Chang's exploration of such a highly constructed, and indeed fictionalized, version of Chinese culture is evident in a number of earlier works. In Death of Game (2000), she took on the role of Bruce Lee, reenacting the iconic scene in the martial arts film Game of Death (1978) in which Lee fights with Kareem Abdul-Jabbar. Chang's version is a parody of an already super-fictionalized presentation of Chinese culture. In Contortion (2000-2001), she appears as a Chinese contortionist holding a visually convincing but physically impossible pose. The semi-fictional world of Shangri-La, similarly offers a perfect real-world counterpart to the variously constructed versions of Chinese culture and identity that Chang had already been making use of in her work.
Chang is perhaps best known for her performance work and for videos and photographs that derive from performances. In Shangri-La, the mirrors, which show mostly empty landscapes, are the successors to any number of mirrors or mirror-substitutes that in Chang's earlier work typically reflected the artist herself. She has described how over the last couple of years she has tried to shift the focus of her performances off her own physical self, turning it instead into what she refers to as "a catalyst for specific situations." This withdrawal is all the more striking considering that her position as protagonist in earlier works was often highly dramatic, consistently testing the limits of both herself and her audience. In Untitled (Eels) (2001), for example, Chang confronts the camera in obvious discomfort. Her shirt has damp spots and seems to be moving - the audience gradually realizes that the moisture and motion are produced by live eels placed down the front of her shirt.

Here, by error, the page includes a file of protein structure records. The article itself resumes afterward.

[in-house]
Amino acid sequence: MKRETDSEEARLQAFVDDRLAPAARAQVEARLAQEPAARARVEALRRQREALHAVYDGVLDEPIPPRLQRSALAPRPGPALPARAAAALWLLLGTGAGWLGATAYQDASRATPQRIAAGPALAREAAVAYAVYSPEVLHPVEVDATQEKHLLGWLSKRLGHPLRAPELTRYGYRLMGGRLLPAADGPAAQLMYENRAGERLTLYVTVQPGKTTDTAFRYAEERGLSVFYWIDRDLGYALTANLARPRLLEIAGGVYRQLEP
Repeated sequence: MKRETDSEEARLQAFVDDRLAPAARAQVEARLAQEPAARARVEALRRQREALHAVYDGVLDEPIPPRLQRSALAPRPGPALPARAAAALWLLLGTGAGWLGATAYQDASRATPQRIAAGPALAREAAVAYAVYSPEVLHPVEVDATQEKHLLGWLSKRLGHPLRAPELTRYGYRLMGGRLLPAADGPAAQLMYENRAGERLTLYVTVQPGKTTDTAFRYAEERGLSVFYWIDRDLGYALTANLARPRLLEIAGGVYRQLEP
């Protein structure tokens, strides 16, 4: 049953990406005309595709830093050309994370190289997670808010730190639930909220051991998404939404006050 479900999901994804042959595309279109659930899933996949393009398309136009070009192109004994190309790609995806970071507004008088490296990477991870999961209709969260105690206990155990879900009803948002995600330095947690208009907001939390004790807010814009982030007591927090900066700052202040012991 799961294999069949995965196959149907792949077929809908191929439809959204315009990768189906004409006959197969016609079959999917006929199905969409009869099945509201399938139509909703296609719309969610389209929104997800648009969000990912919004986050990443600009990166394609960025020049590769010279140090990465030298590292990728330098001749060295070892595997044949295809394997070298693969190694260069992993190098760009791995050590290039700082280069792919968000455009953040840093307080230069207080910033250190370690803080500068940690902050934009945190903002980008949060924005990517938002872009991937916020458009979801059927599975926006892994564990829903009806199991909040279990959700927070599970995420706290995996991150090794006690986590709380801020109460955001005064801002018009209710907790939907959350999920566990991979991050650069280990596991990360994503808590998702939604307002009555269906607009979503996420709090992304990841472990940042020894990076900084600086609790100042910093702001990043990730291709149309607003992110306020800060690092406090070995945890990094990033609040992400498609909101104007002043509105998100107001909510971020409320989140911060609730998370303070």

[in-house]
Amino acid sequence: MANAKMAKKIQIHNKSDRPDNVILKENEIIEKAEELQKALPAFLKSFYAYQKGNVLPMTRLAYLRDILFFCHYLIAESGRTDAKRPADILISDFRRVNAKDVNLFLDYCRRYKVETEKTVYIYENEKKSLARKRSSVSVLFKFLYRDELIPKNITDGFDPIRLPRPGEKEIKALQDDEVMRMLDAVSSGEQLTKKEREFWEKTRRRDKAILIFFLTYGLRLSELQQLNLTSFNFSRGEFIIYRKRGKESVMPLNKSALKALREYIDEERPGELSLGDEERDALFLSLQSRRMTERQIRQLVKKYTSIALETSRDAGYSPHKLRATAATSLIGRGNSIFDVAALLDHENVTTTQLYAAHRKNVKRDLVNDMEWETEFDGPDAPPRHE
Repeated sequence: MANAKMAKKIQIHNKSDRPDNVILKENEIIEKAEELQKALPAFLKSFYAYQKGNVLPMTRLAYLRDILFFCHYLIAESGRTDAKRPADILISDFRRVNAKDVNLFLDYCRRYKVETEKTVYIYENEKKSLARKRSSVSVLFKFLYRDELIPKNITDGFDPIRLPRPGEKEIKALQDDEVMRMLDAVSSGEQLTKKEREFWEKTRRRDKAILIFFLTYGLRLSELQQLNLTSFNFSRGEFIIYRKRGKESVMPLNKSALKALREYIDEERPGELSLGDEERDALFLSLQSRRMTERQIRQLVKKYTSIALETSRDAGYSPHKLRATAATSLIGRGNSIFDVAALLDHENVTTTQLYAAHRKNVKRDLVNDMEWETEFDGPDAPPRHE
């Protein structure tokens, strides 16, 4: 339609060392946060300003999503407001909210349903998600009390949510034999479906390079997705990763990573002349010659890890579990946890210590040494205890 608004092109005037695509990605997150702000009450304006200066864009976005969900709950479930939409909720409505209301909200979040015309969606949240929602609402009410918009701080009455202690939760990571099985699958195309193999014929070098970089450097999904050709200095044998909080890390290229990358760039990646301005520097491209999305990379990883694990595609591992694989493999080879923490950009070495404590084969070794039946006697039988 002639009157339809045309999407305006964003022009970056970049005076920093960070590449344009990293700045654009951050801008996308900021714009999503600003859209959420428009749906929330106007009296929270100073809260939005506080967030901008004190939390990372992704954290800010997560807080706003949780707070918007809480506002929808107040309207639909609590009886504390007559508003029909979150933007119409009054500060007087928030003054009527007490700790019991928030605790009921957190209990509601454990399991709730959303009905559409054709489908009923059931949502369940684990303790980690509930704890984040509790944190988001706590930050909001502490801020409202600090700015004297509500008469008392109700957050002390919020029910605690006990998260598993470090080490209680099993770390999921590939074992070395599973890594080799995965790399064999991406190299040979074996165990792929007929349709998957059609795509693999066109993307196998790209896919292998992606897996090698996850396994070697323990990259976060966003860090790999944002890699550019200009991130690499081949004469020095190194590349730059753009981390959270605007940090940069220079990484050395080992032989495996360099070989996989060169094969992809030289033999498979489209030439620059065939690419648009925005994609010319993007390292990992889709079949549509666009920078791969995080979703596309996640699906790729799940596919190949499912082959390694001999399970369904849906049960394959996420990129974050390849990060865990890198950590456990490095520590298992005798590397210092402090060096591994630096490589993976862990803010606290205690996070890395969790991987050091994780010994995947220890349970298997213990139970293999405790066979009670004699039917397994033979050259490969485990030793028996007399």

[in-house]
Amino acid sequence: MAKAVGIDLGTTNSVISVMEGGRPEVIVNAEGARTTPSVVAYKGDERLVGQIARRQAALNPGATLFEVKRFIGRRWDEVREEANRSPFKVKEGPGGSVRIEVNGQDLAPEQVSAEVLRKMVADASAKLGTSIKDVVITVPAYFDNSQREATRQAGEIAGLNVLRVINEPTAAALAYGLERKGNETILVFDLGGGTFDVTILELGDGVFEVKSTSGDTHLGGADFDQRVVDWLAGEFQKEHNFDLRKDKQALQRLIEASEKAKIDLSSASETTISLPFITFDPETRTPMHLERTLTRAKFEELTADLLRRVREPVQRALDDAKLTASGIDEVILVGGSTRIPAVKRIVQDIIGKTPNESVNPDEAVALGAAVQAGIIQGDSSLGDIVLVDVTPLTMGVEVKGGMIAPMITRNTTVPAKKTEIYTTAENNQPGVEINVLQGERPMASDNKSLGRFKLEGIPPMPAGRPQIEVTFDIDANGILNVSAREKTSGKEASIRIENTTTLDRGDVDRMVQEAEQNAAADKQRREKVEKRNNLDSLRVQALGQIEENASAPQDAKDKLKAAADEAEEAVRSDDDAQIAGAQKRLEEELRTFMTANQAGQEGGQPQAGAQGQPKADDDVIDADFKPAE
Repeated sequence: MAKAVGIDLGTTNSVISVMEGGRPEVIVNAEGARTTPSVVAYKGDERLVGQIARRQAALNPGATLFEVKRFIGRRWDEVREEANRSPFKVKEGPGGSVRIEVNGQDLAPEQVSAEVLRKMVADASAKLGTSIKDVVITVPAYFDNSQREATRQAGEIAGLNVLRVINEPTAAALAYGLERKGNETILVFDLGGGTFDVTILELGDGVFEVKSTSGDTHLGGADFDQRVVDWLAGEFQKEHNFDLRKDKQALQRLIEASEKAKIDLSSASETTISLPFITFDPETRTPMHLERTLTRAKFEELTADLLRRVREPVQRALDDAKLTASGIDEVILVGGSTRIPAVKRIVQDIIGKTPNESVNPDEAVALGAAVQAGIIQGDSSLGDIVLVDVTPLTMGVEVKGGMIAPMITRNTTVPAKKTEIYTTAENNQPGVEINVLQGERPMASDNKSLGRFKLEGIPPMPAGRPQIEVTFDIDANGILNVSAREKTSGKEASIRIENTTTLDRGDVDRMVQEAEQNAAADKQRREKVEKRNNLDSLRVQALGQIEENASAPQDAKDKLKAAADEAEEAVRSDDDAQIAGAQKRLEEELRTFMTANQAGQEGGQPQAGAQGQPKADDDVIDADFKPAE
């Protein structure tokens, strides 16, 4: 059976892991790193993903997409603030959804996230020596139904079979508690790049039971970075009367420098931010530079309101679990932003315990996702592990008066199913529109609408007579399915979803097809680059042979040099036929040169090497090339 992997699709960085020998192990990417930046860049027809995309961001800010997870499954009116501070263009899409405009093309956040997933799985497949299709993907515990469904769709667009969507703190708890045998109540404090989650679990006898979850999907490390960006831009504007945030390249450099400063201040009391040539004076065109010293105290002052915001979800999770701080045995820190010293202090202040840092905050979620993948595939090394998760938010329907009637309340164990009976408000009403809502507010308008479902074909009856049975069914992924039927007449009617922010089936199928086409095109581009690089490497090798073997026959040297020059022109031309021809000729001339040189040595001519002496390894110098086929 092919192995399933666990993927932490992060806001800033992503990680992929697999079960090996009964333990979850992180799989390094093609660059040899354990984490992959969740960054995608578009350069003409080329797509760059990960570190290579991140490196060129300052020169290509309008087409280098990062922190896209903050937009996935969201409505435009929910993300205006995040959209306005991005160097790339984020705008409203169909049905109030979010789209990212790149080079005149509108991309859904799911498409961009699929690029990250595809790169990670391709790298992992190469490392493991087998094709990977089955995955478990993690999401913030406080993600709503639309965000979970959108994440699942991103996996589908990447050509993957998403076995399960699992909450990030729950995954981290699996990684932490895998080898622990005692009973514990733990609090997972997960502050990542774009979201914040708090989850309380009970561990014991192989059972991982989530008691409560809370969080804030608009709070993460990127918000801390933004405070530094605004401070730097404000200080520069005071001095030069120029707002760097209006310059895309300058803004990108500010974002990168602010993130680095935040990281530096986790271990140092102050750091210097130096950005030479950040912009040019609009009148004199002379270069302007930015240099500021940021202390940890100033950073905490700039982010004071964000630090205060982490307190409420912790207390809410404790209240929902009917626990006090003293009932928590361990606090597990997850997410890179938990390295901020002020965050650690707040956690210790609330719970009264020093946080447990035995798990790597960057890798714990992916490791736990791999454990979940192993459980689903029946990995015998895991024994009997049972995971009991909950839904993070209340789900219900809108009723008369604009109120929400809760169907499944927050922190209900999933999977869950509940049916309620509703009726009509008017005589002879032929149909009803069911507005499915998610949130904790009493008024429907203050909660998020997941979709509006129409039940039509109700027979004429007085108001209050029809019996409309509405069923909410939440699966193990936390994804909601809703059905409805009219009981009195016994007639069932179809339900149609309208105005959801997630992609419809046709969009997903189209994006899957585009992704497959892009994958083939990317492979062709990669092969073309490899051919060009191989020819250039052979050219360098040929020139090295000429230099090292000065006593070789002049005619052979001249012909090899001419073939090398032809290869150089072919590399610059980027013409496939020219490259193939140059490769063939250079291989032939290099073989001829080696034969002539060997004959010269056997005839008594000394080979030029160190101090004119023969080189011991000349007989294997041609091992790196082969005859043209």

In Shangri-La, Chang is perhaps the least visible she has ever been in her work, directing others in the construction of the work from behind the scenes. Apart from a brief scene of her "wedding," she appears only occasionally in the video. And in this wedding fantasy, she allows herself to be a kind of passive prop for the photographer, an experience she compares to the process of making photographs of her own earlier performances, since she is unable to see the results of the shoot until the performance is over. This visible surrender to the manipulations of another elucidates the broader theme of identity construction that runs throughout the entire video.
There is one sense, however, in which the artist is present in an almost hidden form. Early in Lost Horizon, when Conway and his companions who have survived the crash landing of their plane are lost in the mountains, the monk who will soon offer them sanctuary in Shangri-La approaches the party:
Conway bowed again, and after a suitable pause began to explain briefly the circumstances that had brought him and his three companions to such an unfrequented part of the world. At the end of the recital the Chinese made a gesture of understanding. "It is indeed remarkable," he said, and gazed reflectively at the damaged aeroplane. Then he added: "My name is Chang."
The monk Chang is self-effacing yet ever-present. He guides the visitors to the lamasery with an all but invisible hand. In Shangri-La, Patty Chang's role is seemingly behind the scenes but she is actually directing the action - something that has much in common with the unobtrusive yet crucially important Chang of the novel.
-Text by Russell Ferguson, Chief Curator at the Hammer Museum, Los Angeles
Courtesy the Artist and New Museum